Petrol Cans: Safe Storage and New Regulations

Running out of petrol when you’re driving can be quite a problem, but with your lawnmower it’s more of an annoyance than anything else. After all, if your mower is out of fuel then the chances are you won’t end up stuck in the middle of nowhere.

As most of us don’t take our mowers to the petrol station, it’s wise to keep some fuel on hand to top up your machine as and when it needs it. The more you know about safe storage methods the lower the risk of a fire or an explosion.

Overfilling tanks or using petrol to light or relight a fire can be a huge problem, and a number of serious fires start through using petrol carelessly or recklessly. As you’ll know, the liquid is highly flammable and as a result it can ignite when used near open flames or when it comes in contact with a hot surface such as a lawnmower exhaust. Petrol and other fuels also give off an extremely flammable vapour, so it’s not just the liquid you need to be careful with.

There are very specific regulations about the type of petrol cans and other containers which can be produced and sold in the UK, and how much petrol you can store at once. While there are currently no legal restrictions regarding the number of containers you can fill at a petrol station, there is a limit to how much can be stored in a vehicle. It’s therefore reasonable to assume you may be challenged if you’re carrying more than the storage limit in your car. Currently this stands at up to 30-litres of petrol in a maximum of two suitable containers in any vehicle.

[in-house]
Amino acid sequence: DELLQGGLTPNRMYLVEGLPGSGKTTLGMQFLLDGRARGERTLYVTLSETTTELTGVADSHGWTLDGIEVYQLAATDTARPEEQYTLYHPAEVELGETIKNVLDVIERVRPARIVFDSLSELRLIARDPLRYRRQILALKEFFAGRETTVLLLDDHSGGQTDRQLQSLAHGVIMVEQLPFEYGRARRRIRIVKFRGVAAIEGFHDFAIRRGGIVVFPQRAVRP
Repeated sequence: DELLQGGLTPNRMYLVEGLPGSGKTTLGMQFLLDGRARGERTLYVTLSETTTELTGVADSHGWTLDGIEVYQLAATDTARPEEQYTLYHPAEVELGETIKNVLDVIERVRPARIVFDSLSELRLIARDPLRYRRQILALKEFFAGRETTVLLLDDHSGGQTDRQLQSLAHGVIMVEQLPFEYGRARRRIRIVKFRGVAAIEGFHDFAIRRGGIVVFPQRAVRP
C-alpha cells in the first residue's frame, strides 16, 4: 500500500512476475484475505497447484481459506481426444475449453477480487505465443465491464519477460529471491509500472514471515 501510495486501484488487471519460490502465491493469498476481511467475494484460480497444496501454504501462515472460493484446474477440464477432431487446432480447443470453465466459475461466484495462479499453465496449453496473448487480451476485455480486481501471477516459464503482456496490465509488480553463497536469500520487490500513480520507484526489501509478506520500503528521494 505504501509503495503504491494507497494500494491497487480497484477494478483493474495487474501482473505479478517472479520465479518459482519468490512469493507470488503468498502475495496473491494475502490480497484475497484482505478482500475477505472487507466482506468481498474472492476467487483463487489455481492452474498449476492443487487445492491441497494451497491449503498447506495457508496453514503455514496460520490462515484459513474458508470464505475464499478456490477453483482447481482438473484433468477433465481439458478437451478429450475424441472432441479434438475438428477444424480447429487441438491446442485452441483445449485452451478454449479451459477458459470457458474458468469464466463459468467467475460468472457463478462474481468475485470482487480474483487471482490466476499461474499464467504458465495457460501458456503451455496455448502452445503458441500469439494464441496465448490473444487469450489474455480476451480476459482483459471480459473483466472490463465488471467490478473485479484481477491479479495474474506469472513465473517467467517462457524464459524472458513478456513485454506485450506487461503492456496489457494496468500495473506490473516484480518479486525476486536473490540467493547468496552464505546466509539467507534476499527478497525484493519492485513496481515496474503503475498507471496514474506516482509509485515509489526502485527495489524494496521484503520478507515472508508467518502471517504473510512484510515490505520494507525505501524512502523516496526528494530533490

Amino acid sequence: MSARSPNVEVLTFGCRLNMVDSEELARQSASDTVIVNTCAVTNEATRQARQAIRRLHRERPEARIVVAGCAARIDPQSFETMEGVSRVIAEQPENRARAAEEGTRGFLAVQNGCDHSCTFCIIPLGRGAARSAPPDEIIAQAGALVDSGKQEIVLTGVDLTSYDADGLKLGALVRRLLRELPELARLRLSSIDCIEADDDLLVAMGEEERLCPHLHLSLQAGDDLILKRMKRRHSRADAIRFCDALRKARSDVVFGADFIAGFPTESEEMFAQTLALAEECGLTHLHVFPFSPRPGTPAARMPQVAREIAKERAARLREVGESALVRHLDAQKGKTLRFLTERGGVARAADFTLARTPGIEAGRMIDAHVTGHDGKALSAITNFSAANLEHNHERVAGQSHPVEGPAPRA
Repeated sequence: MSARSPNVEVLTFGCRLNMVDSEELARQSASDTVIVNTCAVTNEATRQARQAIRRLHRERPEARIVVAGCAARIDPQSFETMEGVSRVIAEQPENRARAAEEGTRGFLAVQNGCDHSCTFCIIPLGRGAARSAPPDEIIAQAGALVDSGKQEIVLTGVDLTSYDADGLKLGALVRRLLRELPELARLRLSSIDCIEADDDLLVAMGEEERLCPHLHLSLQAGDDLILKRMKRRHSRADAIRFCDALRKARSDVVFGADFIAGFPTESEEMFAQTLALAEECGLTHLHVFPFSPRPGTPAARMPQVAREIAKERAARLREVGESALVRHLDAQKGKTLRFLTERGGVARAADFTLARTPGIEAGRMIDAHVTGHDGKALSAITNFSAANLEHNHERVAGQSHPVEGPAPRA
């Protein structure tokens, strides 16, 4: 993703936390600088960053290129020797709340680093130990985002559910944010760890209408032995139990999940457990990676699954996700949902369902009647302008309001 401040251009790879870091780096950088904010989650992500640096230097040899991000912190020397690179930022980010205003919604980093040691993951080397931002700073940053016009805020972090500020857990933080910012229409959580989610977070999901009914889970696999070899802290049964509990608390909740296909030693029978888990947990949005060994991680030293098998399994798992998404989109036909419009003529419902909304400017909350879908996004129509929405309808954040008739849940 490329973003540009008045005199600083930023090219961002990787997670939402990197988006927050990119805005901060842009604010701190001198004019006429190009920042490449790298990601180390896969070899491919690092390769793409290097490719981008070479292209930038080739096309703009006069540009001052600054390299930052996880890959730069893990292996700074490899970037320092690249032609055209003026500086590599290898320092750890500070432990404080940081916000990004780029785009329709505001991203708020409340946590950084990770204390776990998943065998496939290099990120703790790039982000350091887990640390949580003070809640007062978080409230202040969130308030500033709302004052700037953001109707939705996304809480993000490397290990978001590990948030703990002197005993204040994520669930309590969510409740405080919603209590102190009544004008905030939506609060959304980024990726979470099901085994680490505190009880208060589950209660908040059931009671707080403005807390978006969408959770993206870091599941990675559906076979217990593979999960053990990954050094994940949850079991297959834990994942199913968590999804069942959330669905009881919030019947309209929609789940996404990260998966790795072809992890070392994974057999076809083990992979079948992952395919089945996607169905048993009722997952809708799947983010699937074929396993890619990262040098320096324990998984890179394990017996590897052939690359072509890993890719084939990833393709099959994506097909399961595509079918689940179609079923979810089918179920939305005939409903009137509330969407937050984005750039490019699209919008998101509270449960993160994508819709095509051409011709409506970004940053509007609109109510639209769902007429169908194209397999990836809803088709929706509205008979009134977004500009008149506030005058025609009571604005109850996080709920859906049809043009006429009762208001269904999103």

As a home user you’re unlikely to use a lot of fuel, and the less you transport and store the lower the risk. Modern unleaded petrol can only be stored for around three months before it goes stale. Though stale petrol can still be used in a petrol engine car because of the larger tank volume, it will make your lawnmower difficult to start.

Fuel containers should not be stored in living accommodation; instead they should be secured and stored in a shed or garage.

Petrol Containers 2014

5-litre plastic cans
You are legally able to store two of these cans at home, meaning you could have up to 10 litres stored in plastic cans at any one time. These tend to be the most common form of fuel container, with around three million being sold every year, usually from petrol station forecourts.

10-litre metal containers
You are legally able to store up to 20 litres in metal cans, meaning you can have up to two 10-litre metal fuel containers.

In total you can store up to 30-litres of petrol at home by using two 10-litre petrol cans in combination with two 5-litre plastic containers. The fuel in your lawnmower or other petrol garden machinery also counts toward this storage limit.

What has changed?

On October 1st 2014 the Petroleum Consolidation Regulations 2014 was bought into effect which requires petrol cans to be fitted with a safety spout adaptor which is designed to prevent overfilling and the ignition of petrol vapour inside the spout and container.

This will affect work places which store petrol where petrol is dispensed as well as non-work place premises storing petrol (such as private homes, clubs or associations). There is grace period of over one year where non-compliant products can still be manufactured and sold, but after this all products must comply.

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